Also having the game graphics settings turned down as low as possible helps the server run, as does having no sound generated by the game.

So the upshot of it all is that, this seems to work fine. which means if you have access to a fat pipe then the limiting factor on co-ops is going to be based more on your remote box's capabilities rather then your bandwidth.

I can see no reson at the moment why our 3Gzh server will not be able to run 80 aircraft co-ops or more hopefully.


11-24-2005, 06:46 PM
Looking forward to seeing it up. I do the same thing, with my Old Gaming machine, at LAN parties. But there I don't need to remotley do it. I have tried many atime to remotly run it and just gave up. But now I think I'll dust it off and try again.

11-25-2005, 05:42 PM
Steg, is the 32 plane limit that is supposedly set for us right now due to FPS issues, or is it some kind of "hard coded" limit within the game? I realize that, if one built a coop with 32 He-111s, there would be about 192 slots for humans to fill. Is that possible?!!

11-25-2005, 08:19 PM
Co-op servers ATM are limited to 32 human players by the game. There may be a work around for this, but I haven€t looked into it ATM.

If you were to put say 10 He111€s in a map, there are 60 available seats, but that just gives the 32 players a choice of positions.

As far as I can work out the developers decided that because there is no dedicated server support for co-op, and therefore co-ops were going to be mainly run off home accounts, that co-ops would not support massive numbers of players. Therefore I think that they thought an increase to seats in co-op was not necessary. Unlike the Dogfight servers which have Ded server support and have been increased to 128 players.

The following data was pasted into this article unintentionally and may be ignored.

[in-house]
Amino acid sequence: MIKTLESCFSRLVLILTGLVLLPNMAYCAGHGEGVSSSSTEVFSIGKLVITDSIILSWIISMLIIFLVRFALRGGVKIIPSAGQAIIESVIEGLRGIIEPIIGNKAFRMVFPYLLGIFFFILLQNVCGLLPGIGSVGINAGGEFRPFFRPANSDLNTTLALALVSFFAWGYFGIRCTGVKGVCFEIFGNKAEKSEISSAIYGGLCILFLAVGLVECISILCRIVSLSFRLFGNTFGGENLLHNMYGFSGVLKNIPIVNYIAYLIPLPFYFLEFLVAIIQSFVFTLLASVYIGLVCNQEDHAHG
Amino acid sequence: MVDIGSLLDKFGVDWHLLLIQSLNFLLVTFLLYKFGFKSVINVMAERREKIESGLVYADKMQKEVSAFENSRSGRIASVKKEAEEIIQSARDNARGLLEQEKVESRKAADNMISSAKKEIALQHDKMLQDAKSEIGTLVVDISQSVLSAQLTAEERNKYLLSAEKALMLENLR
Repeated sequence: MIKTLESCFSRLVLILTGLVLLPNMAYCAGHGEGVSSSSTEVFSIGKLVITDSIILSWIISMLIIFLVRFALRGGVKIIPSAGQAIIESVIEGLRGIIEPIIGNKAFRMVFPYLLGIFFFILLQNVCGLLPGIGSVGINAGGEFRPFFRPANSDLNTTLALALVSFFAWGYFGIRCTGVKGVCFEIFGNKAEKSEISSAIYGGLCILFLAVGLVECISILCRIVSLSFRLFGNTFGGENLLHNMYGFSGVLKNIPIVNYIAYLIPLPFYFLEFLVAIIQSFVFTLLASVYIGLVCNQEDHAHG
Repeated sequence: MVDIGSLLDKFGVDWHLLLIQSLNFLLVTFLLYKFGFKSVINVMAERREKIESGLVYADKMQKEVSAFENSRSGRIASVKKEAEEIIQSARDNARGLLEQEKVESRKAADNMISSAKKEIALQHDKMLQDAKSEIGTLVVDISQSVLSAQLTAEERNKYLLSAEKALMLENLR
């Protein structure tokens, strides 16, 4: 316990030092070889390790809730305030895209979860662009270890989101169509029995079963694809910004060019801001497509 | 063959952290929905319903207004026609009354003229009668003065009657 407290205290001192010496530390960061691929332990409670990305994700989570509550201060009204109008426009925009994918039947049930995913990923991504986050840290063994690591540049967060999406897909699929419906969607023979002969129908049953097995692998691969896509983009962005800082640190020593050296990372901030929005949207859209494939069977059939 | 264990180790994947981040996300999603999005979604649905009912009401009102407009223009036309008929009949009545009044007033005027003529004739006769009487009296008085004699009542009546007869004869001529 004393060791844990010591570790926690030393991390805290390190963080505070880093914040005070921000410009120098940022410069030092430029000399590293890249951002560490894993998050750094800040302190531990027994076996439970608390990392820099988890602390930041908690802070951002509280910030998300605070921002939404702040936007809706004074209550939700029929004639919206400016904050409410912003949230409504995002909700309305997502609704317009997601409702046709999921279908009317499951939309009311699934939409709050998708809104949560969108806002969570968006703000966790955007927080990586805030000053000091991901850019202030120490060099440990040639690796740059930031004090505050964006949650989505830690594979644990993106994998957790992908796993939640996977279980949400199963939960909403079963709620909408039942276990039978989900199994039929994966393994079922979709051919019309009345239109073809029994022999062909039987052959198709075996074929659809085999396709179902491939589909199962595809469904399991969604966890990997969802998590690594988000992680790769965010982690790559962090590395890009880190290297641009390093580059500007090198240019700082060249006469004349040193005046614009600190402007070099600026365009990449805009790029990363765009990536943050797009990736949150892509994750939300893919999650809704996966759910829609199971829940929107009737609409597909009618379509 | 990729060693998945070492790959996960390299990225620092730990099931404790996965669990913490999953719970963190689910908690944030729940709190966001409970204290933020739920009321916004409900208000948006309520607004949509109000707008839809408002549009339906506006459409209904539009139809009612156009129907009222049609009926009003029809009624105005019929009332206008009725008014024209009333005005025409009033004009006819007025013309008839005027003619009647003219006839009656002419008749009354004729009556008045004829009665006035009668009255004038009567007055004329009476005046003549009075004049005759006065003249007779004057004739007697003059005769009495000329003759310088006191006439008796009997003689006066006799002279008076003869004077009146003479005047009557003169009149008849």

The main use for running co-ops in the way I describe is to increase the number of AI objects in a map.

I will use my current Scorched Earth campaign as an example.

ATM we are running the campaign off of a 1mb upload, this means that in any given match each side is limited to 20 aircraft in the air for the match, and we are limited to 20 ground movements for a match, this means overall we have 40 aircraft and 40 ground movements in any given match. We all have to set our connections down to 14.4 or the warping is insane, and even when set down we still get some warping.

Now compare that to a match run on a 100mb link, we will be able to increase aircraft and ground movement, so we can have AI bomber flights, Photo recon, ground support and fighter cover all up at once, we can have our ground forces moving up to the front in one go, instead of having to leap frog them week by week. Players will be able to set connection to IDSN and possible have skin downloads on, all this without warping.

So the real benefit of this idea is that we can run more immersive games with more AI objects rather then more players per co-op.

Though I must admit that an increase in players would be nice as well.


11-25-2005, 11:50 PM
This is great news Steg! We're also involved in a Scorched Earth campaign with JG11. Mel must have a massive upload because, although we have the same restrictions on a/c in the game (20 vs 20), we don't have any limits on how many AI ground units we can have moving at any given time. The frames aren't too bad, but lag is sometimes problematic. The amazing thing is, JG11 is down under, and we're all from the US - coast to coast! We do set our connections down to 14.4 as well.

Can't wait to see how this works out for you guys. I swear, the SE team has litterally breathed new life into this game and turned it into a really immersive experience! For those of you out there who have not yet experienced this, you owe it to yourselves to check it out!

11-26-2005, 02:32 AM
I used Real VNC or Remote Administrator to "tunnel in" to my remote servers.I do not use remote desktop.I did have a problem with Zone Alarm and the "tunnel" programs but once I got ZA setup where windows did notpop up asking permissions I was fine.